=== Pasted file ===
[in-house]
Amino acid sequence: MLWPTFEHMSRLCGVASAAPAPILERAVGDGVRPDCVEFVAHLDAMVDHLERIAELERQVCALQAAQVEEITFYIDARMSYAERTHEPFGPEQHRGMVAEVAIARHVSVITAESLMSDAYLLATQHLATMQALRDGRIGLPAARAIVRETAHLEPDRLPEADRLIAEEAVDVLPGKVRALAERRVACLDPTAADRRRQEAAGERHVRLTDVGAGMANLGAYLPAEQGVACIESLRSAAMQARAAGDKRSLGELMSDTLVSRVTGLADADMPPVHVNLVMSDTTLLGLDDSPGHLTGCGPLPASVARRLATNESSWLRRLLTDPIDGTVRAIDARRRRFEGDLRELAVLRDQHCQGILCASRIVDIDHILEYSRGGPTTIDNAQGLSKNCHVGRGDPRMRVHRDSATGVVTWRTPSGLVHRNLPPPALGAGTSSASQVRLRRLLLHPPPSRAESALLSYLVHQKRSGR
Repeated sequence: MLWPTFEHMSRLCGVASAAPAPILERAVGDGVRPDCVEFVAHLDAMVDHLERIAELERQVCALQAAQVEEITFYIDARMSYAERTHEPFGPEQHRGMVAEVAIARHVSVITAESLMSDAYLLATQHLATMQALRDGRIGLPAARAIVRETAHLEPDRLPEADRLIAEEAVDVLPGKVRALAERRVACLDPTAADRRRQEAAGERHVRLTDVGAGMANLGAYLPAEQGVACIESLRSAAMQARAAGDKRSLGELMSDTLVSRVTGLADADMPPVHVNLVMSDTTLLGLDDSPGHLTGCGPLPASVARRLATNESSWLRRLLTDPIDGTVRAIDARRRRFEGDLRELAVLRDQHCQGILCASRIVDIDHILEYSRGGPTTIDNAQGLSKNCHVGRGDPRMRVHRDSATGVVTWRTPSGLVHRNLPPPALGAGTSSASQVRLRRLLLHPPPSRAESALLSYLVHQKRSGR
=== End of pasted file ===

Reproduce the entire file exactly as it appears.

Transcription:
[in-house]
Amino acid sequence: MLWPTFEHMSRLCGVASAAPAPILERAVGDGVRPDCVEFVAHLDAMVDHLERIAELERQVCALQAAQVEEITFYIDARMSYAERTHEPFGPEQHRGMVAEVAIARHVSVITAESLMSDAYLLATQHLATMQALRDGRIGLPAARAIVRETAHLEPDRLPEADRLIAEEAVDVLPGKVRALAERRVACLDPTAADRRRQEAAGERHVRLTDVGAGMANLGAYLPAEQGVACIESLRSAAMQARAAGDKRSLGELMSDTLVSRVTGLADADMPPVHVNLVMSDTTLLGLDDSPGHLTGCGPLPASVARRLATNESSWLRRLLTDPIDGTVRAIDARRRRFEGDLRELAVLRDQHCQGILCASRIVDIDHILEYSRGGPTTIDNAQGLSKNCHVGRGDPRMRVHRDSATGVVTWRTPSGLVHRNLPPPALGAGTSSASQVRLRRLLLHPPPSRAESALLSYLVHQKRSGR
Repeated sequence: MLWPTFEHMSRLCGVASAAPAPILERAVGDGVRPDCVEFVAHLDAMVDHLERIAELERQVCALQAAQVEEITFYIDARMSYAERTHEPFGPEQHRGMVAEVAIARHVSVITAESLMSDAYLLATQHLATMQALRDGRIGLPAARAIVRETAHLEPDRLPEADRLIAEEAVDVLPGKVRALAERRVACLDPTAADRRRQEAAGERHVRLTDVGAGMANLGAYLPAEQGVACIESLRSAAMQARAAGDKRSLGELMSDTLVSRVTGLADADMPPVHVNLVMSDTTLLGLDDSPGHLTGCGPLPASVARRLATNESSWLRRLLTDPIDGTVRAIDARRRRFEGDLRELAVLRDQHCQGILCASRIVDIDHILEYSRGGPTTIDNAQGLSKNCHVGRGDPRMRVHRDSATGVVTWRTPSGLVHRNLPPPALGAGTSSASQVRLRRLLLHPPPSRAESALLSYLVHQKRSGR